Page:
Most atmospheric scientists are now convinced that human industrial activity has caused an enhanced greenhouse effect, leading to an increase in global warming: "IT]he further accumulation of greenhouse gases commits the Earth irreversibly to further global climatic change and consequent ecological, economic, and social disruption." However, there continues to be debate in the scientific community over the best way to predict how much warming will occur, how much of the warming humans are responsible for, and what might be the best ways to decrease the production of greenhouse gases. To complicate matters, some scientists even speculate that the effects of global warming may perturb ocean circulation patterns so much as to throw us into another ice age. Despite these uncertainties, a growing scientific consensus is urging governments and industries to work together to reduce man-made greenhouse gases. Such international cooperation is not just a dream -- it happened recently with regard to another problem of atmospheric change: damage to the ozone layer.

The year 1998 was the warmest since reliable temperature records have been kept, and the twentieth year in a row in which the average global surface temperature was higher than the 119-year average. The next year, 1999, was the fifth warmest on record; the six warmest years on record have occurred in the last decade.

Another interrelated subject is that of ozone depletion. It is important to study this in order to understand the warming effect more clearly. An ozone molecule ([O.sub.3]) is composed of three atoms of oxygen. Ozone in the upper atmosphere (the stratosphere) is referred to as the "ozone layer" and protects life on Earth by absorbing most of the ultraviolet (UV) radiation emitted by the sun. Exposure to too much UV radiation is linked to skin cancer, cataracts, and depression of the immune system, and may reduce the productivity of certain crops. Accordingly, stratospheric ozone is known as "good ozone." In contrast, human industry creates "ozone pollution" at the ground level. This "bad ozone" is a principal component of smog. The ozone layer is reduced when man-made CFC molecules (comprised of chlorine, fluorine, and carbon) reach the stratosphere and are broken apart by short-wave energy from the sun. Free chlorine atoms then break apart molecules of ozone, creating a hole in the ozone layer. The hole in the ozone layer over the Antarctic in 1998 was "the largest observed since annual holes first appeared in the late 1970s."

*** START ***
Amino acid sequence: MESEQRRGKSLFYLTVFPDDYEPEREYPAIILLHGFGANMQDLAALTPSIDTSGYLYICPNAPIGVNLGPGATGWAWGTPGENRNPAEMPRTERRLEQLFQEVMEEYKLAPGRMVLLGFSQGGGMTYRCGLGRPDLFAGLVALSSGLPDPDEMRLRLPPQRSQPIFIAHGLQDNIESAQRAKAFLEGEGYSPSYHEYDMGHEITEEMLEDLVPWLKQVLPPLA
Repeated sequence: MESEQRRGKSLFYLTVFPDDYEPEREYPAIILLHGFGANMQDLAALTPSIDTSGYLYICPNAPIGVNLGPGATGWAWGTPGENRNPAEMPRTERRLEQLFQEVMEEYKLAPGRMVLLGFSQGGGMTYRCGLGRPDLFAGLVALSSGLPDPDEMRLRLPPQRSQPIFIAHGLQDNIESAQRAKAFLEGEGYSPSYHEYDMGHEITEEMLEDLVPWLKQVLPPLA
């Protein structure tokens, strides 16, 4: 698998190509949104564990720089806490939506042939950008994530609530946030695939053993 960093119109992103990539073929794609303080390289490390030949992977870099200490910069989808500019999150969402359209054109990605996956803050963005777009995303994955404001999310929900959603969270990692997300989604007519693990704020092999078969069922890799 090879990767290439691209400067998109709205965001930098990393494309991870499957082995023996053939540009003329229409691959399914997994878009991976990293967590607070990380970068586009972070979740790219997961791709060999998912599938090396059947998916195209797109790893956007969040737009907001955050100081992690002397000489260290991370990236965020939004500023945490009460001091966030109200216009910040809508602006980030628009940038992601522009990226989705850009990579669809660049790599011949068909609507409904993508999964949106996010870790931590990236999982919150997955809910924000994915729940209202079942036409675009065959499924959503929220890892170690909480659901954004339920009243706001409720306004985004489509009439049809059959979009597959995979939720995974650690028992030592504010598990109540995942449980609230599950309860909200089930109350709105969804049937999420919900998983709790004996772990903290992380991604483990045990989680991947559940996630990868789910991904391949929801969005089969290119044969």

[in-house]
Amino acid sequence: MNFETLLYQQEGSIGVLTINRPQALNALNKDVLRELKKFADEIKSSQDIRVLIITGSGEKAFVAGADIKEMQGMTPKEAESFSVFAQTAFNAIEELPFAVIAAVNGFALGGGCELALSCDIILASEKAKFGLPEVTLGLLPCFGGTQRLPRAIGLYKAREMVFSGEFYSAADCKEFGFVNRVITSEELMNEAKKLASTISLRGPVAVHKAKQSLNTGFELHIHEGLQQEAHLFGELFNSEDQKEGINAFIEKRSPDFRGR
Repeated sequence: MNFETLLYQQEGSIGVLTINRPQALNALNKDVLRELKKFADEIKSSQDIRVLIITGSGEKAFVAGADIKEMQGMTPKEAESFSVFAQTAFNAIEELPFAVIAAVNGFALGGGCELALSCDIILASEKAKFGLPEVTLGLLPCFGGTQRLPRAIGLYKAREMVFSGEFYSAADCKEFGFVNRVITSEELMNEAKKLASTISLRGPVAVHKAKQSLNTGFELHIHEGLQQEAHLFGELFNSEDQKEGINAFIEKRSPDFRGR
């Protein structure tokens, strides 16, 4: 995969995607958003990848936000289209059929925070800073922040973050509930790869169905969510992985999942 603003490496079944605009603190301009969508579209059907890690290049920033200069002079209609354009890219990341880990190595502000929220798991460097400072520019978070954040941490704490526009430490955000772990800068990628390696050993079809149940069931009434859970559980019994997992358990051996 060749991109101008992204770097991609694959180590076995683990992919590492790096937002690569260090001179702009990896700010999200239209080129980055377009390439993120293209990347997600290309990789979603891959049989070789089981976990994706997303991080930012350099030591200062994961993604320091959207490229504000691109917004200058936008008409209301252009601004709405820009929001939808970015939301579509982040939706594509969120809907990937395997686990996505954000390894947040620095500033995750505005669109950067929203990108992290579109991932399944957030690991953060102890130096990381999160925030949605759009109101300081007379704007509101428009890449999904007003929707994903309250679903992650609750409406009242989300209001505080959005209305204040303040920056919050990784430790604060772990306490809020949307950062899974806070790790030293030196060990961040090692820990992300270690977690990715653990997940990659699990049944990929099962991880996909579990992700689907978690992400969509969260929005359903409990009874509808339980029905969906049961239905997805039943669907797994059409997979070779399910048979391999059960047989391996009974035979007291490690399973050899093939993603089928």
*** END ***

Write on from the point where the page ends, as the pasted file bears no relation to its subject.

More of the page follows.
CFCs were once used in aerosol sprays and as foam blowing agents. Their manufacture is now banned by an international treaty, the Montreal Protocol, signed by 160 nations. But because CFCs have a long atmospheric lifetime (about 50 years), those manufactured in the 1970s continue to damage the ozone layer today. The amount of CFCs in the stratosphere is now peaking. The good news is that scientists forecast that the ozone layer will return to its earlier, stable size by the middle of the 21st century -- assuming that nations continue to comply with the treaty.

When the ozone hole was first detected, there was emotional debate in which many U.S. industries fiercely resisted a ban on CFCs. It took a few years for scientists to show conclusively that human activity was causing the damage. It did not take long for scientists to invent other chemicals that could replace CFCs for industrial and commercial purposes, but would not harm the ozone layer. CFCs used as propellants were first banned in the United States in 1978.

Global warming has turned into a political subject now as Pierce (2007) writes:

The details of the determinants of the economic effects of global warming are complicated, but some of the most important determinants are easy to understand. For example, India is a very hot, heavily agriculture-dependent country in which the level of agricultural production depends largely on the strength of the annual monsoon. India's economy would be devastated by reductions in agricultural output attributable to temperature increases and changes in the pattern and strength of the annual monsoon. By contrast, Russia is very cold. Its agricultural output would increase significantly as a result of increases in its average temperature. In addition, Russia would save many billions of dollars per year in reduced heating costs, and increased temperatures would provide improved access to the enormous natural gas reserves of Siberia."

Global warming and ozone layer depletion will doubtless receive continuing attention from the media and professionals in the fields of science, economics, and social studies. Jane Lubchenkco, professor of at Oregon State University, contends that humanity is entering the "Century of the Environment" and calls for "A New Social Contract for Science," that would attend to societal problems and social justice issues resulting from "human impacts on the ecological systems of the planet." People in developing countries stand to suffer disproportionately greater problems than those living in wealthier countries. If so, developed countries need to seriously consider the ethics of the status quo, in which… [END OF PREVIEW] . . . READ MORE